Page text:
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Asia’s Record-Setting Heat Wave Demonstrates Dangers of Warming World

Asia remains in the grip of a blistering heat wave, chiming with predictions from climate scientists that 2023 could be the world’s hottest year yet.

In an ominous sign ahead of the northern hemisphere summer, an emerging El Nino weather pattern is pushing the mercury to unprecedented levels in southern parts of the continent.

Vietnam reported its highest ever temperature of 44.2C over the weekend, triggering power shortage warnings. The Philippines cut classroom hours after the heat index reached the “danger” zone, reflecting the potentially deadly combination of heat and humidity.

Read More: How Heat Waves Could Have Long-Term Impacts on Your Health

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The scorching temperatures follow a pattern of increasing extreme weather over the past several years that’s sending the world into uncharted territory. The sweltering conditions are testing the ability of governments to protect public health and also to prevent major disruptions to agriculture and power generation in economies that are still recovering from the ravages of Covid-19.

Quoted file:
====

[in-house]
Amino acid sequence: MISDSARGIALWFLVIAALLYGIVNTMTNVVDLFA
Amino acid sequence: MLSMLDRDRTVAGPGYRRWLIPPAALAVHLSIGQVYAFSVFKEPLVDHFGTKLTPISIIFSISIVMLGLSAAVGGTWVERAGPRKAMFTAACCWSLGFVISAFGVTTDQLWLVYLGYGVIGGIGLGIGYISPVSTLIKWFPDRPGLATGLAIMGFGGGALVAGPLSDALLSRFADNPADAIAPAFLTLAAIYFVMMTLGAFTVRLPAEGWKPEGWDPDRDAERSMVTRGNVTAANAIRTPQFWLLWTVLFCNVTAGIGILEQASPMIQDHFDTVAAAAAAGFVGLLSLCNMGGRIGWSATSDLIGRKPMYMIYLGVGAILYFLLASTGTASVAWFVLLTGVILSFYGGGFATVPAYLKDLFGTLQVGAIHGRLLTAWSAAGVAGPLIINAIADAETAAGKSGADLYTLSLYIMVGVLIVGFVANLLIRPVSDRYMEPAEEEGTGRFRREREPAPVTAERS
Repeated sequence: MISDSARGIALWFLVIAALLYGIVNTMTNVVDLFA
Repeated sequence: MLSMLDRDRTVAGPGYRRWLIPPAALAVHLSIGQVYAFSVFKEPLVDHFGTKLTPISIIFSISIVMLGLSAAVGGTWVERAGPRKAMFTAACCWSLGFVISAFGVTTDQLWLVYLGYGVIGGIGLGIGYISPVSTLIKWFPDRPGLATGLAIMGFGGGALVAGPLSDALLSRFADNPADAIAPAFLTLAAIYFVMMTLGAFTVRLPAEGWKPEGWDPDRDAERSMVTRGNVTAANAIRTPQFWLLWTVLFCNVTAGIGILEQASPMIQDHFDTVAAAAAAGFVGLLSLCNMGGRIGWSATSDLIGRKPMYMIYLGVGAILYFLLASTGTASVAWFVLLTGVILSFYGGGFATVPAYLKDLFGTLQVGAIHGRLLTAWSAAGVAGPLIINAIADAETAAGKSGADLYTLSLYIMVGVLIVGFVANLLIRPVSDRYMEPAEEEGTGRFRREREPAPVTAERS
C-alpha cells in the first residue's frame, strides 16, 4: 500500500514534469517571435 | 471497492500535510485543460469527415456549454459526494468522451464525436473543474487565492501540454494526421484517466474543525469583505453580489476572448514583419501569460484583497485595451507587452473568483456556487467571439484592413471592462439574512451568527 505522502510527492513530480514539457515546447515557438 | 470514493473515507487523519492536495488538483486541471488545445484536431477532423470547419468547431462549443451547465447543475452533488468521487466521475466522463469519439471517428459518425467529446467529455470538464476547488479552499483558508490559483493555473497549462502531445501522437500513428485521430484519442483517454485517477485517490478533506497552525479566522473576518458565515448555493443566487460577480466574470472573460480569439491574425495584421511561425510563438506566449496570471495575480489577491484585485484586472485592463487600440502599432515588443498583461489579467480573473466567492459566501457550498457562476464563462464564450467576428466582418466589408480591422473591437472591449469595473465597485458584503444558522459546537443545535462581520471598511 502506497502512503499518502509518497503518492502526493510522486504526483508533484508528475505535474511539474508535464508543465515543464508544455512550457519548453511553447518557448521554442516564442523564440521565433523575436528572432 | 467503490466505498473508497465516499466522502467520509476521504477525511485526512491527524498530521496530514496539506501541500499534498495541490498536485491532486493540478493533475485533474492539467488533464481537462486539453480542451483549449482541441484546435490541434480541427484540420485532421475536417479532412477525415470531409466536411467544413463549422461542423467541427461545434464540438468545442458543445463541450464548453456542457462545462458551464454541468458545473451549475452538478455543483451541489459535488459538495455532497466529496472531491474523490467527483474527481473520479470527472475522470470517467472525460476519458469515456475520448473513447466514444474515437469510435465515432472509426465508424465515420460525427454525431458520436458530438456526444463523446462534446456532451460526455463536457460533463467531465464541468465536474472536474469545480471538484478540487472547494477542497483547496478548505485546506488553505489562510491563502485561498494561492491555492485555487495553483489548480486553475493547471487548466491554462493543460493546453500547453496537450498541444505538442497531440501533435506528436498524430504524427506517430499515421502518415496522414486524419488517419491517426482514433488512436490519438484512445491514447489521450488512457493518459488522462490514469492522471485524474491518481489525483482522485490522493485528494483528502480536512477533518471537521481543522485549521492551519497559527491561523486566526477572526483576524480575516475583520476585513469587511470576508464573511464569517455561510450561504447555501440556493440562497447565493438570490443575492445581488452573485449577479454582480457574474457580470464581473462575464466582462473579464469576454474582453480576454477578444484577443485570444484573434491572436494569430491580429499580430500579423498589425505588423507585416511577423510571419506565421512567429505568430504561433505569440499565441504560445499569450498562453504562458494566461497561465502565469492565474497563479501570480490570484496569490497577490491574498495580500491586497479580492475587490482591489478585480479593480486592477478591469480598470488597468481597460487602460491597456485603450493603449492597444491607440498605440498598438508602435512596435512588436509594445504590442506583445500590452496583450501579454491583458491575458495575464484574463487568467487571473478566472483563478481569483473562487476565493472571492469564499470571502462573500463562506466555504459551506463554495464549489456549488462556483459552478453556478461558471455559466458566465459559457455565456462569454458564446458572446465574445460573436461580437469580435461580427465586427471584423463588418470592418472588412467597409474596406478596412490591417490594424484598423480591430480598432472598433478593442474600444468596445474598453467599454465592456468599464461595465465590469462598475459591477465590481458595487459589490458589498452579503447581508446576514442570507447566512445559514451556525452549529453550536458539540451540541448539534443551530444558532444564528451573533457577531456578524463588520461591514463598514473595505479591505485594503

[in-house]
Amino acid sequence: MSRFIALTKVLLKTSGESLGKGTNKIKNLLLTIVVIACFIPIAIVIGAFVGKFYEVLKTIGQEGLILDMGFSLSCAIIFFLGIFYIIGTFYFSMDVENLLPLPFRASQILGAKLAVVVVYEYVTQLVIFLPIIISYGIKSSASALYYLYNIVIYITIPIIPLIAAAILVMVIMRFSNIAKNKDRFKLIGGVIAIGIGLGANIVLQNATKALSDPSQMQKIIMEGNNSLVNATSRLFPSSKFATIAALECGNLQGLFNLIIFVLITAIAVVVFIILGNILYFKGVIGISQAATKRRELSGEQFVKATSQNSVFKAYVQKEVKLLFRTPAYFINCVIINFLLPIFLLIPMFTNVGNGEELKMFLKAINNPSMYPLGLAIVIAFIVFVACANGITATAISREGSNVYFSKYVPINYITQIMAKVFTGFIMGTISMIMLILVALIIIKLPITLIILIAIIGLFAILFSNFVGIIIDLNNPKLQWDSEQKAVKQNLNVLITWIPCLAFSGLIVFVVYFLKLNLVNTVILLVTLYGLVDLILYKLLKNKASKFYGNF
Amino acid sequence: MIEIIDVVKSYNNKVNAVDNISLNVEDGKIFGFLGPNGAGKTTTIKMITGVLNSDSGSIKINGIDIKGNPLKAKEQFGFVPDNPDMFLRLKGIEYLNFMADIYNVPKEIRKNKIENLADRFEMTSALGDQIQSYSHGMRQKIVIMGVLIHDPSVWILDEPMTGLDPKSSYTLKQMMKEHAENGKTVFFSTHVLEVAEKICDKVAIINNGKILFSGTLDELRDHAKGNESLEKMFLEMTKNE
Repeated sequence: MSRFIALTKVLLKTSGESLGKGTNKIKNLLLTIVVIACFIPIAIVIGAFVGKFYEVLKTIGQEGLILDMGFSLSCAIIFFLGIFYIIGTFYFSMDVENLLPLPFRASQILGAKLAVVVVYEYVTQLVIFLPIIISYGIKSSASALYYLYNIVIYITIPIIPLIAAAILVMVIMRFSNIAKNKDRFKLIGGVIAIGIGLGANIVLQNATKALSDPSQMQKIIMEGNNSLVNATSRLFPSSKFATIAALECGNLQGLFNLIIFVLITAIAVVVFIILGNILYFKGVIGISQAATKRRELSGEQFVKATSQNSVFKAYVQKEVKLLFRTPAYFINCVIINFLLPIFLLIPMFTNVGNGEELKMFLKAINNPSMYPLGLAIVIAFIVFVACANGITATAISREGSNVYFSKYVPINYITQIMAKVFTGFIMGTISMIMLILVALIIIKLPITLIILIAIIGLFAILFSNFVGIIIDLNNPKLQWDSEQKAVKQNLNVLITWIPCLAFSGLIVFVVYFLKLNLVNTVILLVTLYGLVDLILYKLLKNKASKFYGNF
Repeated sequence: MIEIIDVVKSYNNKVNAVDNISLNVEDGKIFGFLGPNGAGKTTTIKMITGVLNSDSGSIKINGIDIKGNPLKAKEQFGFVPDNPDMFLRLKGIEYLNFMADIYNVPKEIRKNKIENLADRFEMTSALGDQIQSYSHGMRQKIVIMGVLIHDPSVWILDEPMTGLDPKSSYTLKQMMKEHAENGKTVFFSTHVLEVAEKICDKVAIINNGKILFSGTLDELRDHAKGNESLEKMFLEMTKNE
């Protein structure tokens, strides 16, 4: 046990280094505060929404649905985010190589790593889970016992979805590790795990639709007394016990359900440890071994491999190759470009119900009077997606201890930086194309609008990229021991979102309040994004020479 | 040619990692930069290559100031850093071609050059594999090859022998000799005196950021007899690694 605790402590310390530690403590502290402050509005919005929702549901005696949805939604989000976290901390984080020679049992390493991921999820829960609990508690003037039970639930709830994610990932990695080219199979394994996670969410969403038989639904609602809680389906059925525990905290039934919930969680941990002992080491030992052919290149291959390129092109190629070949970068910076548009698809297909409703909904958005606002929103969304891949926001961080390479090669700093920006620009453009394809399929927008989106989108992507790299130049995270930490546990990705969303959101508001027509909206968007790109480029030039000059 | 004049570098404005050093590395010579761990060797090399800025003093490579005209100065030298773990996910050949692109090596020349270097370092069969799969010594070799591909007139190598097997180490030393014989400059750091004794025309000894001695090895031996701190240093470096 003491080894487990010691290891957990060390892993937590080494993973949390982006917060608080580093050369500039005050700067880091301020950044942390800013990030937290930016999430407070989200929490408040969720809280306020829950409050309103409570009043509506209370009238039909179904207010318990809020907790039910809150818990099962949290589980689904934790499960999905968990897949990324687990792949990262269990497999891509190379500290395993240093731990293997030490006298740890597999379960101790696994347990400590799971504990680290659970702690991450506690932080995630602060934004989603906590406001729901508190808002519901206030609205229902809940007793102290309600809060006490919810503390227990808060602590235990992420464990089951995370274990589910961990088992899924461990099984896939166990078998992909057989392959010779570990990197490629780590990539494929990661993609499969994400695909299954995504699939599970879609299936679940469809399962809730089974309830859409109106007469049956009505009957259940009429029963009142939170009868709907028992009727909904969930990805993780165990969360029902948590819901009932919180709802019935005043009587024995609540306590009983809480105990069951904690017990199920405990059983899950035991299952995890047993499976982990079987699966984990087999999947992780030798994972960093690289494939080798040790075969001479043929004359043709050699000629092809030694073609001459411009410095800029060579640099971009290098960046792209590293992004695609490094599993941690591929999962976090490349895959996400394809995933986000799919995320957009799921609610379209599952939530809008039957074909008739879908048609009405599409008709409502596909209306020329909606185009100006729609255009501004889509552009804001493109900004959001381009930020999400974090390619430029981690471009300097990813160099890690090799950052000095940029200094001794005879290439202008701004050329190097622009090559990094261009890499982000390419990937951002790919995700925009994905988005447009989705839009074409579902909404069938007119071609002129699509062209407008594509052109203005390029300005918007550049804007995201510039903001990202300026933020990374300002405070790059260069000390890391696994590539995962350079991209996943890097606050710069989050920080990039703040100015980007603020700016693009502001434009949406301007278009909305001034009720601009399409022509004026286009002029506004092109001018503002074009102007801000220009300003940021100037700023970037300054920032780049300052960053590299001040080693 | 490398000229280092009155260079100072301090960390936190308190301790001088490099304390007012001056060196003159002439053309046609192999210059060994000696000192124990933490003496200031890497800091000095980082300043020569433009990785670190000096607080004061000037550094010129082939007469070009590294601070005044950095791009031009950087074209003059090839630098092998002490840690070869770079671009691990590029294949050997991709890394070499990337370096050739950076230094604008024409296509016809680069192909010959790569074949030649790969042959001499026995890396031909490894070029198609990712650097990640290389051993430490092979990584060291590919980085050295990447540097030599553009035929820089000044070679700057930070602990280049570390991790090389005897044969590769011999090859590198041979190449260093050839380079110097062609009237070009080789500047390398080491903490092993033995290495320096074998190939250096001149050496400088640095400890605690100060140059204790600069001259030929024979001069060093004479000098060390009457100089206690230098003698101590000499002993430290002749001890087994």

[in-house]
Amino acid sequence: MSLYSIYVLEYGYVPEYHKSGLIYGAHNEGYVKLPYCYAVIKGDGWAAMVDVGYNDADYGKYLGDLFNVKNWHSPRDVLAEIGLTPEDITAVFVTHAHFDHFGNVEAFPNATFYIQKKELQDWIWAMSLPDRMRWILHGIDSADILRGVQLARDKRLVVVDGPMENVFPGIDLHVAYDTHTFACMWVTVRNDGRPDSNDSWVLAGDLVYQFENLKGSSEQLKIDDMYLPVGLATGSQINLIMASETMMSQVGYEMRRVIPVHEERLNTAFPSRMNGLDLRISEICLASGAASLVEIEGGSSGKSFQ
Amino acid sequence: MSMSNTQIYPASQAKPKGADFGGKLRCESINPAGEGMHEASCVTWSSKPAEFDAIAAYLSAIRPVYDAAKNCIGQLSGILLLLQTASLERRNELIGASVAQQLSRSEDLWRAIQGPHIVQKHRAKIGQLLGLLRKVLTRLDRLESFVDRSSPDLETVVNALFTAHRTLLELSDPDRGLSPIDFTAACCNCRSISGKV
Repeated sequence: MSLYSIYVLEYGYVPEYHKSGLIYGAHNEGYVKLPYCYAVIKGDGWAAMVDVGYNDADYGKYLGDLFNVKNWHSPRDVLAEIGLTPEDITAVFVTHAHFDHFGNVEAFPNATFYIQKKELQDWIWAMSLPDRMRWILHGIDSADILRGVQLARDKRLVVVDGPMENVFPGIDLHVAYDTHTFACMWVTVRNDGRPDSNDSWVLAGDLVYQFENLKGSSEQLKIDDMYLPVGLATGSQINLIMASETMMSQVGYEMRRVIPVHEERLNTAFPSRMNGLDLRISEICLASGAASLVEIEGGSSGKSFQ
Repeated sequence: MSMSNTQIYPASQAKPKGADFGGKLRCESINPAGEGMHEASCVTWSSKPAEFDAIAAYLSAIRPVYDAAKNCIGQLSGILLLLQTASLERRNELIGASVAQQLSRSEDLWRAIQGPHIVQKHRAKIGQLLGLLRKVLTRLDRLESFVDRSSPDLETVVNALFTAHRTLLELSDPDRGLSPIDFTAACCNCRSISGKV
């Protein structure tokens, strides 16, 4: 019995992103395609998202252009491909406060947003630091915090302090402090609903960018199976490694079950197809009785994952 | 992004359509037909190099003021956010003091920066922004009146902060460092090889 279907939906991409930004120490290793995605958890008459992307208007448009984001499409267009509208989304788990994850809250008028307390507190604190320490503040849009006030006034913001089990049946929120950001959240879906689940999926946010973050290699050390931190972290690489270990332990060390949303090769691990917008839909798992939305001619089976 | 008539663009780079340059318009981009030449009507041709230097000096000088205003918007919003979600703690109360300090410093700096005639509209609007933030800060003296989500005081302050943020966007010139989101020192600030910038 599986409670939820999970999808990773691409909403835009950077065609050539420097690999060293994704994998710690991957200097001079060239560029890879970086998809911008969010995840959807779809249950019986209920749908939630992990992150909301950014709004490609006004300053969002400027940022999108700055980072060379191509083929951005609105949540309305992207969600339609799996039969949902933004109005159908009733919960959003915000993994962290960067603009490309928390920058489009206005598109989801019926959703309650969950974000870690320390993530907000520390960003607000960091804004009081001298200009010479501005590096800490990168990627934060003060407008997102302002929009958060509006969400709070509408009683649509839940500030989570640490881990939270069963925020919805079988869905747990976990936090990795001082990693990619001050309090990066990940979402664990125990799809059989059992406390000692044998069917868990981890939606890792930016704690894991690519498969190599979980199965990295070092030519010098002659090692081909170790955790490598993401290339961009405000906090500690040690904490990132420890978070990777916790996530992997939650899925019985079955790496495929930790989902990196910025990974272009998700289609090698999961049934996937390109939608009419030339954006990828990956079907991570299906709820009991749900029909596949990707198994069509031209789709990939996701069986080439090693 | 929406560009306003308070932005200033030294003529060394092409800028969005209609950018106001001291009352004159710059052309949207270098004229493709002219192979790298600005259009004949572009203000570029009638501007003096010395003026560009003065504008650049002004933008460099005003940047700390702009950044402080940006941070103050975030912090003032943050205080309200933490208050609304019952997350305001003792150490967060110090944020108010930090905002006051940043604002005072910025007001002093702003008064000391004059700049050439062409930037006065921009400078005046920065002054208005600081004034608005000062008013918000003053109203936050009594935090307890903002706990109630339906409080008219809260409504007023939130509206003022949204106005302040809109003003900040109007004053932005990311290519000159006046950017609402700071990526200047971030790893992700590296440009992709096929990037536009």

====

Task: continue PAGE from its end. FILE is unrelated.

El Nino — characterized by warmer ocean temperatures across the Pacific — has far-reaching impacts on weather patterns around the world. It could bring relief to drought-parched areas of Argentina and the southern US, while blanketing parts of Asia and Australia with hotter, drier conditions. Coffee, sugar, palm oil and cocoa crops would be especially vulnerable.

Temperatures in Thailand remained above 40C in many northern and central regions over much of last week, pushing power demand to a fresh peak. A group of businesses and banks have asked the government to prepare an action plan to deal with a potential drought that they say might last for three years.

Read More: How to Build Up Your Heat Tolerance to Prepare for a Hotter World

South East Asia’s heating has been off the charts for several weeks. It’s gone nuts in the past 2 days:
>Laos: hottest day in history, 43.5C
>Vietnam: hottest day in history, 44.1C
>Dozens of monthly records broken

Thailand recorded its hottest day ever on April 15 (45.4C) pic.twitter.com/uFddhbXbxG

— Assaad Razzouk (@AssaadRazzouk) May 7, 2023

Rainfall in Malaysia may be as much as 40% lower in some areas, which could put palm oil production at risk in one of the world’s biggest producers of the commodity. Authorities are closely monitoring the return of forest fires and air pollution. An El Nino in 2015 caused a particularly bad episode of haze that was one of the worst environmental disasters in Southeast Asia.

Elsewhere in Asia, scorching temperatures have also roasted parts of China, India and Bangladesh in recent weeks. Yunnan province, a major aluminum hub in southwest China, suffered its worst drought in a decade last month. India is on alert for more heat waves in May, after soaring temperatures in April prompted school closures in some states and caused at least 11 people to die of heat stroke after attending an event.

Read More: Where We’ll End Up Living as the Planet Burns

—With assistance from Thomas Kutty Abraham, Nguyen Kieu Giang, Manolo Serapio Jr. and Anuradha Raghu.